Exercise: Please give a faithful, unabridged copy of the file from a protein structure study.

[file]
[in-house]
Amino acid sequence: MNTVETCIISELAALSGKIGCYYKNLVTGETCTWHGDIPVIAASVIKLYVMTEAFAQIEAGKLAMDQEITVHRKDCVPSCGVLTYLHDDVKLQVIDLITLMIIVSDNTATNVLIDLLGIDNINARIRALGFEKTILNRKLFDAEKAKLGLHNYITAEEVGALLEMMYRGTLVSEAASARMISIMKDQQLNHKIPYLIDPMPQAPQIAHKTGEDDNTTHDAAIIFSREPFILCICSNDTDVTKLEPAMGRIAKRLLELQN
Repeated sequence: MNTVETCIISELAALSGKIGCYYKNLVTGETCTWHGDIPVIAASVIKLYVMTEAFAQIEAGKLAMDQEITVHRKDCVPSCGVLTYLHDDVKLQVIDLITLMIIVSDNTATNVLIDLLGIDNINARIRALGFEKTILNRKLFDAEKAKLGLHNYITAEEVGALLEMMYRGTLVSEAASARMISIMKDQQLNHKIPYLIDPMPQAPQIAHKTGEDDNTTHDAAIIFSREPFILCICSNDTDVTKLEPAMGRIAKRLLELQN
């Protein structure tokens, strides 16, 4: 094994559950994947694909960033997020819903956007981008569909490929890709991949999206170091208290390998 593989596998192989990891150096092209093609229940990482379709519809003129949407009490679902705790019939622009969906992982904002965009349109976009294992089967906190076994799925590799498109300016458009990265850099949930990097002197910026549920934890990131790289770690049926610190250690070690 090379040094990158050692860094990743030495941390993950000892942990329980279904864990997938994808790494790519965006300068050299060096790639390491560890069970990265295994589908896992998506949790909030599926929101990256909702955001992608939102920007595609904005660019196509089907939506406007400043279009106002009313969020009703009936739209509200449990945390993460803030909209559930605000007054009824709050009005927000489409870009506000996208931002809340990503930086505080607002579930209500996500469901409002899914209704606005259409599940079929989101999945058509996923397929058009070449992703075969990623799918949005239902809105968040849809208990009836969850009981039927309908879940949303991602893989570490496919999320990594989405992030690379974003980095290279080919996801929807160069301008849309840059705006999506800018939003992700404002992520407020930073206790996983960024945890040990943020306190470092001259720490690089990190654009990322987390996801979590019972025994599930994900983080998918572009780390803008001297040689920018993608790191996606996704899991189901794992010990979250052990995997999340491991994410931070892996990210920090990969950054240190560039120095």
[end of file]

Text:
[in-house]
Amino acid sequence: MNTVETCIISELAALSGKIGCYYKNLVTGETCTWHGDIPVIAASVIKLYVMTEAFAQIEAGKLAMDQEITVHRKDCVPSCGVLTYLHDDVKLQVIDLITLMIIVSDNTATNVLIDLLGIDNINARIRALGFEKTILNRKLFDAEKAKLGLHNYITAEEVGALLEMMYRGTLVSEAASARMISIMKDQQLNHKIPYLIDPMPQAPQIAHKTGEDDNTTHDAAIIFSREPFILCICSNDTDVTKLEPAMGRIAKRLLELQN
Repeated sequence: MNTVETCIISELAALSGKIGCYYKNLVTGETCTWHGDIPVIAASVIKLYVMTEAFAQIEAGKLAMDQEITVHRKDCVPSCGVLTYLHDDVKLQVIDLITLMIIVSDNTATNVLIDLLGIDNINARIRALGFEKTILNRKLFDAEKAKLGLHNYITAEEVGALLEMMYRGTLVSEAASARMISIMKDQQLNHKIPYLIDPMPQAPQIAHKTGEDDNTTHDAAIIFSREPFILCICSNDTDVTKLEPAMGRIAKRLLELQN
């Protein structure tokens, strides 16, 4: 094994559950994947694909960033997020819903956007981008569909490929890709991949999206170091208290390998 593989596998192989990891150096092209093609229940990482379709519809003129949407009490679902705790019939622009969906992982904002965009349109976009294992089967906190076994799925590799498109300016458009990265850099949930990097002197910026549920934890990131790289770690049926610190250690070690 090379040094990158050692860094990743030495941390993950000892942990329980279904864990997938994808790494790519965006300068050299060096790639390491560890069970990265295994589908896992998506949790909030599926929101990256909702955001992608939102920007595609904005660019196509089907939506406007400043279009106002009313969020009703009936739209509200449990945390993460803030909209559930605000007054009824709050009005927000489409870009506000996208931002809340990503930086505080607002579930209500996500469901409002899914209704606005259409599940079929989101999945058509996923397929058009070449992703075969990623799918949005239902809105968040849809208990009836969850009981039927309908879940949303991602893989570490496919999320990594989405992030690379974003980095290279080919996801929807160069301008849309840059705006999506800018939003992700404002992520407020930073206790996983960024945890040990943020306190470092001259720490690089990190654009990322987390996801979590019972025994599930994900983080998918572009780390803008001297040689920018993608790191996606996704899991189901794992010990979250052990995997999340491991994410931070892996990210920090990969950054240190560039120095």